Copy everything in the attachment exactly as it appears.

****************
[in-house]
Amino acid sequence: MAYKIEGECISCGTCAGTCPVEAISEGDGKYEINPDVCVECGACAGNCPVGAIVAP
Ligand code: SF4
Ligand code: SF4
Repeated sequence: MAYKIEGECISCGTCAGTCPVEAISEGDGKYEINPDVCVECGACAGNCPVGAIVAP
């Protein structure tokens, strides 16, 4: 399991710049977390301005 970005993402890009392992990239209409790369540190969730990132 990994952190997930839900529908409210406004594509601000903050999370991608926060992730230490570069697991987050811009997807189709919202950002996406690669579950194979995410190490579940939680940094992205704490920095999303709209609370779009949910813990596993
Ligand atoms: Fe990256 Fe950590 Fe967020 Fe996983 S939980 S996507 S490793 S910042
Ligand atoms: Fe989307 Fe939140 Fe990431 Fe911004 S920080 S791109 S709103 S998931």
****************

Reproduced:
[in-house]
Amino acid sequence: MAYKIEGECISCGTCAGTCPVEAISEGDGKYEINPDVCVECGACAGNCPVGAIVAP
Ligand code: SF4
Ligand code: SF4
Repeated sequence: MAYKIEGECISCGTCAGTCPVEAISEGDGKYEINPDVCVECGACAGNCPVGAIVAP
């Protein structure tokens, strides 16, 4: 399991710049977390301005 970005993402890009392992990239209409790369540190969730990132 990994952190997930839900529908409210406004594509601000903050999370991608926060992730230490570069697991987050811009997807189709919202950002996406690669579950194979995410190490579940939680940094992205704490920095999303709209609370779009949910813990596993
Ligand atoms: Fe990256 Fe950590 Fe967020 Fe996983 S939980 S996507 S490793 S910042
Ligand atoms: Fe989307 Fe939140 Fe990431 Fe911004 S920080 S791109 S709103 S998931």